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New pig virus could be a threat to humans
The next step for researchers is to look for antibodies in the blood of humans, which would suggest the virus has already begun to infect people.
Study shows virus can transmit to people, cats and chickens

A recently discovered pig virus could spread to humans and other animals, a study has shown.

Porcine deltacoronavirus was first detected in pigs in China in 2012 and has since spread to various other countries. It causes acute diarrhoea and vomiting in young infected pigs and can even be fatal.

So far, no human cases have been reported but scientists are concerned about the possibility.

Public health experts are particularly concerned about the emergence of this virus, because of its similarity to the life-threatening viruses responsible for SARS (severe acute respiratory syndrome) and MERS (Middle East respiratory syndrome).

New research published online in the journal PNAS suggests that porcine coronavirus could go into the cells of different species, including humans.

Scientists from Ohio State University and Utrecht University looked at a cellular receptor called aminopeptidase N. The potential for a virus to cross species is known to be highly dependent on its ability to bind to receptors on the cells of the animal or human.

They found the virus could bind to the receptor in pigs, but also to cells from humans, cats and chickens.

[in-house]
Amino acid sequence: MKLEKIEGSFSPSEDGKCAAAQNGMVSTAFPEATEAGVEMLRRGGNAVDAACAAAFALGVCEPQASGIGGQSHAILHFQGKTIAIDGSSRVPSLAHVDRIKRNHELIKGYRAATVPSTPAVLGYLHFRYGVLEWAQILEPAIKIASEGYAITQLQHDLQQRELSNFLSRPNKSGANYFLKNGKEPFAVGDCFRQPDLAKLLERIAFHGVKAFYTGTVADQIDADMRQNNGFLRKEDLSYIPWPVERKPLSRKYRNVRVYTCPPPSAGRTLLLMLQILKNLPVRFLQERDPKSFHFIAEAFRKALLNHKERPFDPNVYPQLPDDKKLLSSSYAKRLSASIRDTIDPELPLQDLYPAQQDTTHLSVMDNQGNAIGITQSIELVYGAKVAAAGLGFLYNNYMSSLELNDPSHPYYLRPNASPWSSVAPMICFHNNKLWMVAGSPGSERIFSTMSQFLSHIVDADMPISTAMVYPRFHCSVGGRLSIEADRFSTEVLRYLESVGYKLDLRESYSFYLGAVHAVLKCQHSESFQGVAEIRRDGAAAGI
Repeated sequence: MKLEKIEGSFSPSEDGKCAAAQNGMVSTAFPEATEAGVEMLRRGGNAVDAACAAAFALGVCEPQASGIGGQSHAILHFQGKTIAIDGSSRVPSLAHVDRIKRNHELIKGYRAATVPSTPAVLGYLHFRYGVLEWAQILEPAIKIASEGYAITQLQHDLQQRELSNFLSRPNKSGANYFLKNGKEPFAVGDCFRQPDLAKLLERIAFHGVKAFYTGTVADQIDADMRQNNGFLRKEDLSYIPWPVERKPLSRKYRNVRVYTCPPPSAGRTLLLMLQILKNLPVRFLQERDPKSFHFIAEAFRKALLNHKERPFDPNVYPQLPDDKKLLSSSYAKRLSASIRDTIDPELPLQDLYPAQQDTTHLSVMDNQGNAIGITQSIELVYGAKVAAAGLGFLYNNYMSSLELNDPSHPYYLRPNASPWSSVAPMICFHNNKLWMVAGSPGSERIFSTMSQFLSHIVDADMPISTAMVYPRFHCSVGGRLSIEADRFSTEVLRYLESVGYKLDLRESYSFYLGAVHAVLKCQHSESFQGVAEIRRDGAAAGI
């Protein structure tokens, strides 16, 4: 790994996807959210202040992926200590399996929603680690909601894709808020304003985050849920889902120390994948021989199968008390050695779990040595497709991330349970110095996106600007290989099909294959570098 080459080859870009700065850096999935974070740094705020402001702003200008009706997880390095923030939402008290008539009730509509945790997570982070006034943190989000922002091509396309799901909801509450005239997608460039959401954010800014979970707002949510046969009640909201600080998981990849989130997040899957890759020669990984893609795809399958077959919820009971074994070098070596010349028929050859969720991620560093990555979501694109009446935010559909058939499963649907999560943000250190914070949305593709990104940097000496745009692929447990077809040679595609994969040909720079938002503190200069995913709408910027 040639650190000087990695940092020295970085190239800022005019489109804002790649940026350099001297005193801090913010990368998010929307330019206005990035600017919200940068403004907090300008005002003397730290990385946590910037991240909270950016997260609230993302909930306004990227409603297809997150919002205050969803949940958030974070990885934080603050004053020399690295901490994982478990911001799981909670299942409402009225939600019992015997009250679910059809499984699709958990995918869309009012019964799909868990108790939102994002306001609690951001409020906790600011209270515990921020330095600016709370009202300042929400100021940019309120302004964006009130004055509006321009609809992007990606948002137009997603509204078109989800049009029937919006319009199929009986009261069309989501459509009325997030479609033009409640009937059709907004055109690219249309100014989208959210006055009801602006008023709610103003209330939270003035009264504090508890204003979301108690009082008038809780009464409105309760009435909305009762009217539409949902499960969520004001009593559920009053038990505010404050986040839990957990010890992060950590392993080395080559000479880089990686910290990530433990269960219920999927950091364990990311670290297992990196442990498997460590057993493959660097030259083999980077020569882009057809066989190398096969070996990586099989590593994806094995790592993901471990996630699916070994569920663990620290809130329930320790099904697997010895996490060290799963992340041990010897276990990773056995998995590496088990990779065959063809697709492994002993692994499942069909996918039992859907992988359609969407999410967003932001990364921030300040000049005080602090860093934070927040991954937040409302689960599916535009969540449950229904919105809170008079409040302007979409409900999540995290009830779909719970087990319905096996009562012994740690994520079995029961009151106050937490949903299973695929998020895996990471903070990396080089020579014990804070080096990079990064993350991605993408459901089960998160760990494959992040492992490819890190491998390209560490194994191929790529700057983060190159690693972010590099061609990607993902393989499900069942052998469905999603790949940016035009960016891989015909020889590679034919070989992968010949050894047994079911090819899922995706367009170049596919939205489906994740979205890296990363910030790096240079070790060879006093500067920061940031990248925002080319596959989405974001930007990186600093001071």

It is not yet known whether the virus can replicate within the cells and cause disease in these other species. The next step for researchers is to look for antibodies in the blood of humans, which would suggest the virus has already begun to infect people.

Senior author Linda Saif said: “We now know for sure that porcine deltacoronavirus can bind to and enter cells of humans and birds. Our next step is to look at susceptibility – can sick pigs transmit their virus to chickens, or vice versa, and to humans?”

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New single-dose RHD-2 vaccine launched

News Story 1
 The first monovalent vaccine to be registered in Europe for the prevention of rabbit hemorrhagic disease type 2 (RHD-2) has been launched by animal health firm HIPRA.

ERAVAC is a single-dose injectable emulsion that can be administered without the need for reconstitution beforehand. The new presentation contains 10 vials with individual doses that can be given to companion rabbits from 30 days of age. 

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News Shorts
New canine and feline dentistry manual announced

A new canine and feline dentistry and oral surgery manual has been published by the BSAVA. Announcing the news on its website, the BSAVA said this latest edition contains new step-by-step operative techniques, together with full-colour illustrations and photographs.

‘This is a timely publication; veterinary dentistry is a field that continues to grow in importance for the general veterinary practitioner,’ the BSAVA said. ‘The manual has been fully revised and updated to include the most relevant, evidence-based techniques.’

The BSAVA Manual of Canine and Feline Dentistry and Oral Surgery, 4th edition is available to purchase from